Here follows the second and final part of “Cambridge v. Harvard 1906”.
At Bourne End on 6 August, 1906, both Cambridge and Harvard began their practice for the big race on the Thames on 8 September. On 23 August both crews moved to Putney. The first time Harvard rowed the full course, on 1 September, they finished almost on record time, 18 minutes, 50 seconds, which was only 5 seconds longer than Oxford’s record time in 1893. Harvard’s old coach and great rowing advocate, Robert ‘Bob’ F. Herrick, arrived to England some weeks after the crew had reached England. In his book Red Top – Reminiscences of Harvard Rowing (1948), Herrick’s writes: “The English opinion was on the whole rather favorable to the Harvard crew, but on the other hand Americans who had seen them for some little time were not at all confident”.
Although, one would think that Herrick, as an old rowing coach, would have had some judgment of which boat would win, but instead he writes, “I saw them [Harvard] go out and also saw the Cambridge crew go out each day until the race. It was difficult for me to form any opinion of the two crews. There were, of course, the general marked differences between an English crew and an American crew, but this made it all the harder to form any opinion.”
On 8 September, at 4:30 p.m., the race started. Rudy Lehmann, who was the race umpire, states in his The Complete Oarsman, “It was a brilliant unclouded day. There was a slight breeze from the west, but scarcely sufficient to ruffle the surface of the water, except in Corney Reach and near the finish. The flood tide was not a very strong one, and as the wind was almost always on the quarter it was not possible to anticipate that record time would be accomplished.” Bob Herrick followed the race from the referee’s boat, “All along the course were tens of thousands of spectators who sat on the banks and the housetops,” he wrote.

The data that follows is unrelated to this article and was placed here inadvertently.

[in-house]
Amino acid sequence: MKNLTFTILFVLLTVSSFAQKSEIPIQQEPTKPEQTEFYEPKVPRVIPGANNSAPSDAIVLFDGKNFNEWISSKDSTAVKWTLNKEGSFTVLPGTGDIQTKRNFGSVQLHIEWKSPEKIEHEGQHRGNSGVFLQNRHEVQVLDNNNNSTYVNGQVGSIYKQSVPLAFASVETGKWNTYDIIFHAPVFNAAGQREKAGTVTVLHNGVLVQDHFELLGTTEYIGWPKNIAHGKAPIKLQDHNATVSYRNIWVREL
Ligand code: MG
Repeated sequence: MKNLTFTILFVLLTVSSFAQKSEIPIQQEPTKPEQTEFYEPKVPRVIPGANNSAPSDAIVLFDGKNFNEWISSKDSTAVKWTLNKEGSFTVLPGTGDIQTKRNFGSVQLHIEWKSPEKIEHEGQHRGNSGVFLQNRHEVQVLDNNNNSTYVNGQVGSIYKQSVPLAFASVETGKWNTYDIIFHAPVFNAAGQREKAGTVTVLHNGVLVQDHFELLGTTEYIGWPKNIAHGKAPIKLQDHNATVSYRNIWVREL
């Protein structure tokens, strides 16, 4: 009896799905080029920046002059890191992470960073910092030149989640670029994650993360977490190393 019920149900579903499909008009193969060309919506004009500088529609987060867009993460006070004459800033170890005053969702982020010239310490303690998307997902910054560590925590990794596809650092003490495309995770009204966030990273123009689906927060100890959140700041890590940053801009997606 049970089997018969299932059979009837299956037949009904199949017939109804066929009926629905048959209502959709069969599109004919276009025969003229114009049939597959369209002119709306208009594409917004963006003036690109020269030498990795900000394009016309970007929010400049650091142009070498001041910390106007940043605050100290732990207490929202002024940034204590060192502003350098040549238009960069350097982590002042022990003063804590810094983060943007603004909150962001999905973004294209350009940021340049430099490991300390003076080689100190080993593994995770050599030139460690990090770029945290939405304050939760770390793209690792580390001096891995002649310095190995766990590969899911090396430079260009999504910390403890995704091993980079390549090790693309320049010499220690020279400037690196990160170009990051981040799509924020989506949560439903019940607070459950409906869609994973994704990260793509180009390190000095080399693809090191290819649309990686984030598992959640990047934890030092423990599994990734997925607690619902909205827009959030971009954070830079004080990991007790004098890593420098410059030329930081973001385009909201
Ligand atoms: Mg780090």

Cambridge started at a rate of 40 strokes to the minute, and Harvard at a much lesser rate. At the mile, the Americans were two and a half lengths behind, and Herrick claims that Harvard was beaten there and then. At Hammersmith Bridge, the light blues were four lengths ahead, and although Harvard put in a spurt now and then, which reduced Cambridge lead, the Englishmen’s victory was never in jeopardy. Cambridge paddled passed the finish line at 19 minutes 58 seconds.
“This day will always be considered by Cambridge oarsmen as one of the really great dates in their calendar,” Lehmann writes in The Complete Oarsman. He continues, “The race rowed on that occasion between our crew and a crew representative of Harvard University was, no doubt, a brilliant triumph for our English rowing men, and for the sound and ancient traditions on which their teaching had been based; but it was something more than that; it was a splendid culminating point of a genuine sporting event in which from first to last there had been neither hitch nor jar. Friendship there was and courtesy and chivalry, but of the animosity which has sometimes embittered and disfigured such contests there was never even the faintest trace.”
If Lehmann’s approach to the race and its result can be viewed very British, so might Bob Herrick’s view seem very American. In Red Top, he writes, “After the race there was a dinner at Prince’s restaurant in London, which I remember as about the dullest occasion I ever was present at. I have no doubt the depression caused by our defeat explains my feelings somewhat, but I still believe the dinner was a much duller affair than it would have been possible to have in [America]. The crew were all delighted with their treatment by the English and all enjoyed the trip very much, thought they found it very difficult to be reconciled to defeat.”
Harvard would get their revenge. In 1914 at Henley, Harvard took the Grand Challenge Cup. But that is another story…